- 1 in 3 Indian children is malnourished and stunted: Global Health Index
- India ranked 100 out of 117 countries in the Global Health Index 2017
- Education needed about co-relation between sanitation & malnutrition
New Delhi: It was in October 2015, a year after the launch of the Swachh Bharat Abhiyan, a celebration event was held at Gujarat’s Kheda district. The event was held to celebrate the district’s success covering nearly 70 per cent of its homes with toilets A team of representatives from UNICEF India were present at the event and were taken aback by the number of malnourished and stunted local children, despite the district’s relative prosperity. What could the reason for many of Kheda’s children to remain malnourished despite intake of healthy food?
In 2012, a joint report by UNICEF, World Health Organization and World Bank attributed the lack of nutritious food the primary reason behind malnutrition affecting the health of millions of women and children across the globe. In 2016, four years post the release of the report, several officials from UNICEF and other notable organisations such as WHO and Red Cross have stated in various platforms that is sanitation a more probable cause of malnutrition in developing economies. Malnutrition and stunting (impaired growth of children due to poor nutrition and sanitation) in India is a recurring problem for the country’s children, 39 per cent of whom suffer from such ailments, as per a WaterAid report from 2016. The states of Uttar Pradesh, Bihar and Odisha account for some of the highest rates of malnutrition among children, and all these states have less than 60 per cent sanitation coverage. The correlation between the two has worried sanitation and health experts.
For years, it was accepted that lack of nutrition was the sole cause of stunting among children. But new research over the years has affirmed that THE lack of access to clean water and sanitation causes malnutrition and many states in India continue to be unable to provide children with basic water and sanitation facilities, said Dr Sanjiv Kumar Srivastav, School of Health Sciences, University of Delhi.
Though declining from 55 crore in 2014, the number of people defecating in the open is still at a high 20 crore, as per a survey conducted by the Ministry of Drinking Water and Sanitation in 2017. This puts numerous children at risk of malnutrition, as defecation near water sources pollutes water and its consumption can lead to stunting among children. Further, practices like open defecation also encourages the risk of not using a handwash or soap post defecation, resulting in spread of diseases contributing to malnutrition and stunting. The Global Nutrition Report of 2017 stated that though India has made some progress to reduce under five stunting among children, the country still holds the unfortunate record where one in three children under the age of five years is stunted.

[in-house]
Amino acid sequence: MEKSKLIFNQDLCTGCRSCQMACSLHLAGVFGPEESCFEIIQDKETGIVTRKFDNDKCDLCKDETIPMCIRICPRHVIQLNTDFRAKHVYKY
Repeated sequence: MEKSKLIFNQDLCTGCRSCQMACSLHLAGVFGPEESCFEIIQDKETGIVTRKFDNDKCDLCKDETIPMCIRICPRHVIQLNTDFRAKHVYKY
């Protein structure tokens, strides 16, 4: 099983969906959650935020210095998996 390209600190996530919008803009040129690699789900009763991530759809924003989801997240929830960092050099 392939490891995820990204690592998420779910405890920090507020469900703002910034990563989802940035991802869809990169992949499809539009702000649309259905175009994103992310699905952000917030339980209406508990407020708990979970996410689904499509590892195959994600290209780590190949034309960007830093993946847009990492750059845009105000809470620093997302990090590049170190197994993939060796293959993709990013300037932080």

The problem of malnutrition is related to absence of safe sanitation. The Swachh Bharat Abhiyan’s official guideline states that one of the aims of the programme is to curb malnutrition which stems out of absence of safe sanitation. But given how nearly 50 million children in the country are malnourished, there is a long way to go before malnutrition is completely curbed, said Lav Agarwal, Secretary, Ministry of Health and Family Welfare.
It is imperative that the relationship between sanitation and malnutrition is established during sanitation campaigns, especially in rural areas, for people to understand how one is related to the other. The spree of building toilets is a tried and tested method of addressing sanitation problems, but experts feel that building toilets with a deadline based and numbers only approach, may not be a feasible solution to India’s malnutrition problem.
Safe sanitation practices can curb malnutrition, but there needs to be a specific policy based approach for that. Along with building toilets, people must be trained and habituated to use them adequately, wash their hands post usage and the sewage from toilets must not enter water sources which are used for consumption. Failure to do any of these will result in malnutrition to persist, said Dipa Sinha of Right To Food Campaign.
While open defecation continues to decrease across the country, malnutrition continues to be a persistent problem, and experts fear this may be a result of not many adhering to safe sanitation practices. All is not look bleak for India though. Between 2000 and 2014, there has been a 10 per cent decrease in the stunting rate across India. Since 2014, ODF villages have demonstrated decrease in malnutrition and stunting rates, as stated recently by UNICEF.
In some of the villages which have been declared open defecation free, instances of malnutrition and stunting have decreased in the last four years, said Nicolas Osbert, Chief, Water, Sanitation and Hygiene Section, UNICEF.
For Swachh Bharat to translate into Swasth Bharat, push for toilet construction and meeting ODF targets needs to go hand in hand with educating people on the co-relation between health and good sanitation practices. Only then can India wipe out the dubious distinction of being home to half of the world’s undernourished children.
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